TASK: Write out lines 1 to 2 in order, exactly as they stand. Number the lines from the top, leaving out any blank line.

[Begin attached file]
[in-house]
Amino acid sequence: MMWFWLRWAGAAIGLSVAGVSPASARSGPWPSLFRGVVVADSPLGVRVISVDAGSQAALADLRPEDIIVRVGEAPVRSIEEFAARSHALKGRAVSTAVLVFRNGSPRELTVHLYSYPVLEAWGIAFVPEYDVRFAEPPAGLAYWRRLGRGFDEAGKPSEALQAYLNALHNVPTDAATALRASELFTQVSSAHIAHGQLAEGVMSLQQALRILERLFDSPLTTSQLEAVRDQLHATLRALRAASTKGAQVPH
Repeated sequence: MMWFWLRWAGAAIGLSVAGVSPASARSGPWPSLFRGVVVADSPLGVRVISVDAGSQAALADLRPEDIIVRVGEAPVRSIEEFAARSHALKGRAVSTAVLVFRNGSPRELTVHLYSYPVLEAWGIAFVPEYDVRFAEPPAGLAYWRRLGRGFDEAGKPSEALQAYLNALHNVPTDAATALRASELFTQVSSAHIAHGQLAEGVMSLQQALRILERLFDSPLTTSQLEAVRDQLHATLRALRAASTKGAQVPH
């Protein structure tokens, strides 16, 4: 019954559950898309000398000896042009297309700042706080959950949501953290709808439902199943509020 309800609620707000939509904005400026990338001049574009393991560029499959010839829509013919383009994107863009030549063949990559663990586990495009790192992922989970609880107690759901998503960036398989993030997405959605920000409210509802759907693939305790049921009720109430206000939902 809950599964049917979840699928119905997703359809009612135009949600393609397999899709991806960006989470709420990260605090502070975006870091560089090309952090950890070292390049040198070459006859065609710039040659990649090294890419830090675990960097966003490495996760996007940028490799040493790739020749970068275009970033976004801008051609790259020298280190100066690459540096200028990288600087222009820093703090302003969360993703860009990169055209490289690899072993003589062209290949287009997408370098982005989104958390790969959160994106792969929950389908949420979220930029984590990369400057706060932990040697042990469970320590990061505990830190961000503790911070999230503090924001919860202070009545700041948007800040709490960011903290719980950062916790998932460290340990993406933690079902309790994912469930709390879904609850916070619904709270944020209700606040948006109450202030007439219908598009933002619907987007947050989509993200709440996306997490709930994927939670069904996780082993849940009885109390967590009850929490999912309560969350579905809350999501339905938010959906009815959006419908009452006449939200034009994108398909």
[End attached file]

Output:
[in-house]
Amino acid sequence: MMWFWLRWAGAAIGLSVAGVSPASARSGPWPSLFRGVVVADSPLGVRVISVDAGSQAALADLRPEDIIVRVGEAPVRSIEEFAARSHALKGRAVSTAVLVFRNGSPRELTVHLYSYPVLEAWGIAFVPEYDVRFAEPPAGLAYWRRLGRGFDEAGKPSEALQAYLNALHNVPTDAATALRASELFTQVSSAHIAHGQLAEGVMSLQQALRILERLFDSPLTTSQLEAVRDQLHATLRALRAASTKGAQVPH